A conversation about safety. And respect.

This blog is one that’s been bubbling for a while as it’s something that I frequently have in my head, especially during the long nights of Winter. And then, last week in Melbourne, a woman was raped and murdered while walking home from work and it has pushed it to the front of my mind again.

It’s a terrible thing to happen and the fact it was somewhere so familiar and close to home made it all the more stirring. What made it infinitely worse was the reaction – police reminders to women about how to keep themselves safe and some media outlets reporting it as if she had any control over what had happened.

It’s not a new story. The message we’re told, either directly or indirectly, is that women shouldn’t be out alone at night. I have frequently been told by people that I shouldn’t run on my own at night and, if I do, I should make sure I don’t wear headphones and go only in ‘safe’ places. I’m not sure what constitutes a ‘safe’ place and people seem to have different definitions, depending on who I ask. Busy places or out of the way places or suburban neighbourhoods or out in the countryside.

I consider my biggest danger to be from cars reversing out of driveways or turning into roads and not seeing me and I do what I can to avoid such issues. I wear bright, reflective clothing and a headlamp. I am very mindful of driveways and when crossing roads and, while I do run with headphones in, the sound is low and my headphones allow some outside noise in so that I am more aware of vehicles around me. I am happy to share the responsibility for my safety with drivers in this way as we are both exactly that – responsible.

I refuse, however, to share responsibility for my safety with any man who chooses to attack women. Nothing I do or don’t do will make any difference or reduce those odds. Women are attacked during daylight and darkness – I can’t avoid both. They’re attacked while out in the community and in their homes – again, I can’t avoid both. They’re attacked by strangers as well as (more commonly) by people they know and love. Yet again, doesn’t give me many options. The only possible way to keep me safe is for those men so inclined to stop attacking women.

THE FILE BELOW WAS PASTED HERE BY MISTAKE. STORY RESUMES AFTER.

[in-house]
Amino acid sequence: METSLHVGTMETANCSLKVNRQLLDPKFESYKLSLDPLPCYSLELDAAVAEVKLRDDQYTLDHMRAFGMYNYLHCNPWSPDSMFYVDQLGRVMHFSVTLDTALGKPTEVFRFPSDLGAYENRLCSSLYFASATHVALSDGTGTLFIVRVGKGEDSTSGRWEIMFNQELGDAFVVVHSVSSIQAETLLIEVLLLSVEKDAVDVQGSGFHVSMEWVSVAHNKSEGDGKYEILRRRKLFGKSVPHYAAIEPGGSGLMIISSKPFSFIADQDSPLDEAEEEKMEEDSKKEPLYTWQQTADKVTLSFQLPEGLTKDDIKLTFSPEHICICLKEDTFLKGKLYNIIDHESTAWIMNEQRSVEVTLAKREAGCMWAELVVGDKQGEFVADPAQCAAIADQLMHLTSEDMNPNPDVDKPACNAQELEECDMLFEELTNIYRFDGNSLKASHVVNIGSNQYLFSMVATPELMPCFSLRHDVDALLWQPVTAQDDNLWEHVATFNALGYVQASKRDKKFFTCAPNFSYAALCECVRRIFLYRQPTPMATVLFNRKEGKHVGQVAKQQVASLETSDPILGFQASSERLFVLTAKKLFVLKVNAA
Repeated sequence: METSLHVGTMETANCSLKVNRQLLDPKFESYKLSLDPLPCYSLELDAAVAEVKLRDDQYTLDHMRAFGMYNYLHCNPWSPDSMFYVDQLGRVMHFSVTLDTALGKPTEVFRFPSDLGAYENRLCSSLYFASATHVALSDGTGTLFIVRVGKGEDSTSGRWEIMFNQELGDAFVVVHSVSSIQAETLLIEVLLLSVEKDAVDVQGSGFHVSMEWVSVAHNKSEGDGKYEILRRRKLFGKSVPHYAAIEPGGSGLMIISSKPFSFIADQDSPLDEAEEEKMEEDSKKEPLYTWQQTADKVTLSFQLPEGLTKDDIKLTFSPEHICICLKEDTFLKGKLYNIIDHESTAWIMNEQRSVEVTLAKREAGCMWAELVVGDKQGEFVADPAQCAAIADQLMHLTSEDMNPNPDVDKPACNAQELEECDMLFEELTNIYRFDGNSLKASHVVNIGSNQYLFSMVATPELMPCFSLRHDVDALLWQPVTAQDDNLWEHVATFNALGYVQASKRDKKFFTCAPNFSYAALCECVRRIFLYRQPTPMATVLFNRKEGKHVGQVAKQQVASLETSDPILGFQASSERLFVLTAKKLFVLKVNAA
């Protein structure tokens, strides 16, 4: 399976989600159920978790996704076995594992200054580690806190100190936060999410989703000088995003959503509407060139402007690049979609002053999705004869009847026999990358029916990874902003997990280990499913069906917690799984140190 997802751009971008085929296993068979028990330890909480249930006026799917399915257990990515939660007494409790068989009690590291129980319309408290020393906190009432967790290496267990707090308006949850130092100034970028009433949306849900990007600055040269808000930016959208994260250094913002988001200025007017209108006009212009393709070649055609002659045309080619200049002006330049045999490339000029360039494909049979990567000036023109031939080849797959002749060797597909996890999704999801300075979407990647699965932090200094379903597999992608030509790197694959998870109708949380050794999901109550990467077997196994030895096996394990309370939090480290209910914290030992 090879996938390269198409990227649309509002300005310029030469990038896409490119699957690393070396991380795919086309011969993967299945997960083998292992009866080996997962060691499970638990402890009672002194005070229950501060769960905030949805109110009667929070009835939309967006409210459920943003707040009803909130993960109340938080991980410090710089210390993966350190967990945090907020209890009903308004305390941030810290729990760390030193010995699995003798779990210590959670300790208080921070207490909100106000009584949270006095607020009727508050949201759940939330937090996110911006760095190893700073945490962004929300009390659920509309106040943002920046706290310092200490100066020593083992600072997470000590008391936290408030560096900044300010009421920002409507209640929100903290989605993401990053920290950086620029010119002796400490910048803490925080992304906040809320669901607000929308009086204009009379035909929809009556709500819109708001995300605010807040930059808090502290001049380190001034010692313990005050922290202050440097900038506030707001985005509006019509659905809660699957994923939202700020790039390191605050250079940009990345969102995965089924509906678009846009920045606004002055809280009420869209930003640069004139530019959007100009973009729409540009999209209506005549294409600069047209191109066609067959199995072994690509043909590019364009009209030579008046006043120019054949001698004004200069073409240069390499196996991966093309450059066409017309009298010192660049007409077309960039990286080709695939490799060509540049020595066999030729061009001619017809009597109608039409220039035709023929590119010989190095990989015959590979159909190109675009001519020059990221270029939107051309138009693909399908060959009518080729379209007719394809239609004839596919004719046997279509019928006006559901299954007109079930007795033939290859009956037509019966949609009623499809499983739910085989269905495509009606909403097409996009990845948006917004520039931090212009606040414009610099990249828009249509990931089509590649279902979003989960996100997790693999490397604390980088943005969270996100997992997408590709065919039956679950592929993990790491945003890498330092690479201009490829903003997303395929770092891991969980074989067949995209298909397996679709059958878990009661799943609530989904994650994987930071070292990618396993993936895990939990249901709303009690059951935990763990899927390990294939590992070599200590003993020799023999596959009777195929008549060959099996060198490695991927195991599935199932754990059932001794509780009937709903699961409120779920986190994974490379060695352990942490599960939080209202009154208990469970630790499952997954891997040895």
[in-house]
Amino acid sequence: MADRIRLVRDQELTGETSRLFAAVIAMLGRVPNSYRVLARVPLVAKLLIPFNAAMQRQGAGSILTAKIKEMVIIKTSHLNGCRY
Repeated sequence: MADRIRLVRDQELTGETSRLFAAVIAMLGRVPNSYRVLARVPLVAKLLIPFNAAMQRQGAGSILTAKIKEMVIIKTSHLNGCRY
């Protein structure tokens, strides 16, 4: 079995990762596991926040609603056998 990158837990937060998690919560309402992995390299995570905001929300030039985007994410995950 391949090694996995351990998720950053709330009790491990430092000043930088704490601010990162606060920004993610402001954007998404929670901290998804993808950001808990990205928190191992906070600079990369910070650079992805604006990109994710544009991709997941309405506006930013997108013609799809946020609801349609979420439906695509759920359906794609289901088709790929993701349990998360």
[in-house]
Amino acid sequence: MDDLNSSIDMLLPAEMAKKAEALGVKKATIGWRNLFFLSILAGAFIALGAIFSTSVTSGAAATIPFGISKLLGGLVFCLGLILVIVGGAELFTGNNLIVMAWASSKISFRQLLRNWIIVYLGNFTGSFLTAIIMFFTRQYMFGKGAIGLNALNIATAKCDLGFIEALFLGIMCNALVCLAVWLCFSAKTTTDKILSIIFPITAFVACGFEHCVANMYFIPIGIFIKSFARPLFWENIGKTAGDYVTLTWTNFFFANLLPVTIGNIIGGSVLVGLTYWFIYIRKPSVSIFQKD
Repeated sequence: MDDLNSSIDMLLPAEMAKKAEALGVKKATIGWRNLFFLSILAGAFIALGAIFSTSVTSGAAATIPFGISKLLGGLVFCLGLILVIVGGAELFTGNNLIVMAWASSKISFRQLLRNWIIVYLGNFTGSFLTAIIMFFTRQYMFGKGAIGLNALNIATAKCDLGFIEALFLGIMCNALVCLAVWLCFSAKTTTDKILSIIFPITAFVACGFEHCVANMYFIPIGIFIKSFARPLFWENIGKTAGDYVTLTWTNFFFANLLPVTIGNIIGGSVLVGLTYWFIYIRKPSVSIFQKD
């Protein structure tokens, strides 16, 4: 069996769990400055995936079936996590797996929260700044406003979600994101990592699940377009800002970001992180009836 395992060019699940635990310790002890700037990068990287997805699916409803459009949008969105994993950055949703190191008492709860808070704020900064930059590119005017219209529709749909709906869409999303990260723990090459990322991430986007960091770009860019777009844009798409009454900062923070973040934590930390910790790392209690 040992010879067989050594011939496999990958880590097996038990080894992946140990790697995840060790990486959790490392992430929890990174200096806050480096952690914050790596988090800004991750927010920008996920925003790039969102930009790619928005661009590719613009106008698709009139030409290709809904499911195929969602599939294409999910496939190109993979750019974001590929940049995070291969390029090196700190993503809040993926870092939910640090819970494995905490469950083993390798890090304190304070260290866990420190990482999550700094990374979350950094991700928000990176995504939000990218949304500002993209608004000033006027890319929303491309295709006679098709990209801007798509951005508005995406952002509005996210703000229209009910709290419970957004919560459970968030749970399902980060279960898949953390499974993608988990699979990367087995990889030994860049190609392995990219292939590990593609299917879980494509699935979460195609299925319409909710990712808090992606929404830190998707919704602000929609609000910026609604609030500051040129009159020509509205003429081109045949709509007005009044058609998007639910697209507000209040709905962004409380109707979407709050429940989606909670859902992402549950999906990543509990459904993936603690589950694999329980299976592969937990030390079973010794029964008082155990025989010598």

Through all of the conversations that happen when horrendous crimes like this occur, there’s often a defensiveness in that it’s not all men. And that’s true, it’s not. We’re really talking about a very, very small percentage of the population. However, even if other men (and women) aren’t perpetrators of violence, we all have a role to play in changing the dialogue as it’s this conversation that sets the foundation that those men build their warped ideas and actions on.

We need to be better at calling each other out on the things at the bottom of the pyramid, the day to day statements, jokes and off hand comments that build the wrong foundation. And this includes well intentioned but completely unhelpful safety advice. Don’t tell me not to run alone, or at night, or with headphones in. Each of those bits of advice, in small but meaningful ways, reinforce the idea that my actions are what control whether I’m shown respect or not. And that simply isn’t true.

Lisa Wilkinson of ‘The Project’ said it so much more eloquently than I have so please, watch this.

3 thoughts on “A conversation about safety. And respect.

  1. This is spot on Gill! Our culture is so f-ed. In my teens and twenties, if you would have told me that a woman got raped but she was out late at night and she was dressed like a “slut”, I would have said, “Well I’m sorry that happened but what did she expect.” Wasn’t until a few years ago that I realized how fucked and entrenched my own brain was in our patriarchal system. Definitely need to focus on the bottom of that pyramid!

    Like

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